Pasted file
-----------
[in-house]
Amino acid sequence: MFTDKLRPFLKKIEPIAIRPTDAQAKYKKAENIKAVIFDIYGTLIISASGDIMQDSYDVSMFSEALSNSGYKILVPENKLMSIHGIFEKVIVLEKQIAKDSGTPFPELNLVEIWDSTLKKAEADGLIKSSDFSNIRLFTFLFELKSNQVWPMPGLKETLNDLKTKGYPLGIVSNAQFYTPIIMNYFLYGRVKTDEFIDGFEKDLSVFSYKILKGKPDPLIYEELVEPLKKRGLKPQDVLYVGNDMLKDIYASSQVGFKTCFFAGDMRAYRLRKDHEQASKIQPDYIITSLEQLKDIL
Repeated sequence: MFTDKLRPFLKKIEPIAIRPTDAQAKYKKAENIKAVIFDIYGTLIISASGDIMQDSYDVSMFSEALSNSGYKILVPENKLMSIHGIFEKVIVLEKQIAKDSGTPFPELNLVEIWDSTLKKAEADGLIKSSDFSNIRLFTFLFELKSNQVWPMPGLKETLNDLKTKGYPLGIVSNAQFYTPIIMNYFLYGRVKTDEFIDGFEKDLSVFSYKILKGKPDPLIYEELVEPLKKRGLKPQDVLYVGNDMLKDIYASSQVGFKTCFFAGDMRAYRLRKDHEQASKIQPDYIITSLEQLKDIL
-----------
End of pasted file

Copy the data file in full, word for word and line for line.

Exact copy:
[in-house]
Amino acid sequence: MFTDKLRPFLKKIEPIAIRPTDAQAKYKKAENIKAVIFDIYGTLIISASGDIMQDSYDVSMFSEALSNSGYKILVPENKLMSIHGIFEKVIVLEKQIAKDSGTPFPELNLVEIWDSTLKKAEADGLIKSSDFSNIRLFTFLFELKSNQVWPMPGLKETLNDLKTKGYPLGIVSNAQFYTPIIMNYFLYGRVKTDEFIDGFEKDLSVFSYKILKGKPDPLIYEELVEPLKKRGLKPQDVLYVGNDMLKDIYASSQVGFKTCFFAGDMRAYRLRKDHEQASKIQPDYIITSLEQLKDIL
Repeated sequence: MFTDKLRPFLKKIEPIAIRPTDAQAKYKKAENIKAVIFDIYGTLIISASGDIMQDSYDVSMFSEALSNSGYKILVPENKLMSIHGIFEKVIVLEKQIAKDSGTPFPELNLVEIWDSTLKKAEADGLIKSSDFSNIRLFTFLFELKSNQVWPMPGLKETLNDLKTKGYPLGIVSNAQFYTPIIMNYFLYGRVKTDEFIDGFEKDLSVFSYKILKGKPDPLIYEELVEPLKKRGLKPQDVLYVGNDMLKDIYASSQVGFKTCFFAGDMRAYRLRKDHEQASKIQPDYIITSLEQLKDIL